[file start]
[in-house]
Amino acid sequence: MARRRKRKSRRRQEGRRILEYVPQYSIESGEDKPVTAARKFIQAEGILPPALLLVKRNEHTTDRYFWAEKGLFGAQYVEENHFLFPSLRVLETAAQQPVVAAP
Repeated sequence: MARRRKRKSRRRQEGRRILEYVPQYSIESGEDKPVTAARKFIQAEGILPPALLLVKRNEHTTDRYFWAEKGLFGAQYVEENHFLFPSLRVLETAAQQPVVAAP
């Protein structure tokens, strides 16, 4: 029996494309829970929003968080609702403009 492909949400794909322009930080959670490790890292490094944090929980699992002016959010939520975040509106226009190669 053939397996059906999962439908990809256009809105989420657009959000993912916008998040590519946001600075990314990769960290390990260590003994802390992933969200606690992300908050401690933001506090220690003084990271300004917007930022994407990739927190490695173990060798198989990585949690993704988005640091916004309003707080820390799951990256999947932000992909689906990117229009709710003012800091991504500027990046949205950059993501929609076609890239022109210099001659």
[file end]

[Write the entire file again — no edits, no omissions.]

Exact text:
[in-house]
Amino acid sequence: MARRRKRKSRRRQEGRRILEYVPQYSIESGEDKPVTAARKFIQAEGILPPALLLVKRNEHTTDRYFWAEKGLFGAQYVEENHFLFPSLRVLETAAQQPVVAAP
Repeated sequence: MARRRKRKSRRRQEGRRILEYVPQYSIESGEDKPVTAARKFIQAEGILPPALLLVKRNEHTTDRYFWAEKGLFGAQYVEENHFLFPSLRVLETAAQQPVVAAP
């Protein structure tokens, strides 16, 4: 029996494309829970929003968080609702403009 492909949400794909322009930080959670490790890292490094944090929980699992002016959010939520975040509106226009190669 053939397996059906999962439908990809256009809105989420657009959000993912916008998040590519946001600075990314990769960290390990260590003994802390992933969200606690992300908050401690933001506090220690003084990271300004917007930022994407990739927190490695173990060798198989990585949690993704988005640091916004309003707080820390799951990256999947932000992909689906990117229009709710003012800091991504500027990046949205950059993501929609076609890239022109210099001659």